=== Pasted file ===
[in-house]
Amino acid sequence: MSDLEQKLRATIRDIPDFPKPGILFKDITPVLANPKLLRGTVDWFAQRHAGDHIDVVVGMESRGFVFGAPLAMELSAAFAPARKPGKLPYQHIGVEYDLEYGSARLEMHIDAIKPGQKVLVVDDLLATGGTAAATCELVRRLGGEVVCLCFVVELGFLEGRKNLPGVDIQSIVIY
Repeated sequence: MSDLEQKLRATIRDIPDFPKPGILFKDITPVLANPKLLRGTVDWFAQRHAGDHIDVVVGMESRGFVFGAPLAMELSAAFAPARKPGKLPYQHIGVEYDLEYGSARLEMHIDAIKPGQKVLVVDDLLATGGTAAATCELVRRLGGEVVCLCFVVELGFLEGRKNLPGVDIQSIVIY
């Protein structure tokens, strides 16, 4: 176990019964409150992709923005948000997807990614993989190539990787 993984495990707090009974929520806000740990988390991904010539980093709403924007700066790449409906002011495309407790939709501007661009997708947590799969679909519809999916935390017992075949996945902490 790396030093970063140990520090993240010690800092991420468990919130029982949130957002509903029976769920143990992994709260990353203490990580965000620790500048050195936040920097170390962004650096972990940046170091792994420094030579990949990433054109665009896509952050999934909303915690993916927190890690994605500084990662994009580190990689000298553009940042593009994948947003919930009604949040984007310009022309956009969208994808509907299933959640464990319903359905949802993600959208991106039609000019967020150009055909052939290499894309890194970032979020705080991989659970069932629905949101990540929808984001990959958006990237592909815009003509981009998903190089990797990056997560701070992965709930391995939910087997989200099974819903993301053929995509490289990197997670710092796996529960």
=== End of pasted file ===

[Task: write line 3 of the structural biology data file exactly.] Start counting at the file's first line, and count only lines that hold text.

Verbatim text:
Repeated sequence: MSDLEQKLRATIRDIPDFPKPGILFKDITPVLANPKLLRGTVDWFAQRHAGDHIDVVVGMESRGFVFGAPLAMELSAAFAPARKPGKLPYQHIGVEYDLEYGSARLEMHIDAIKPGQKVLVVDDLLATGGTAAATCELVRRLGGEVVCLCFVVELGFLEGRKNLPGVDIQSIVIY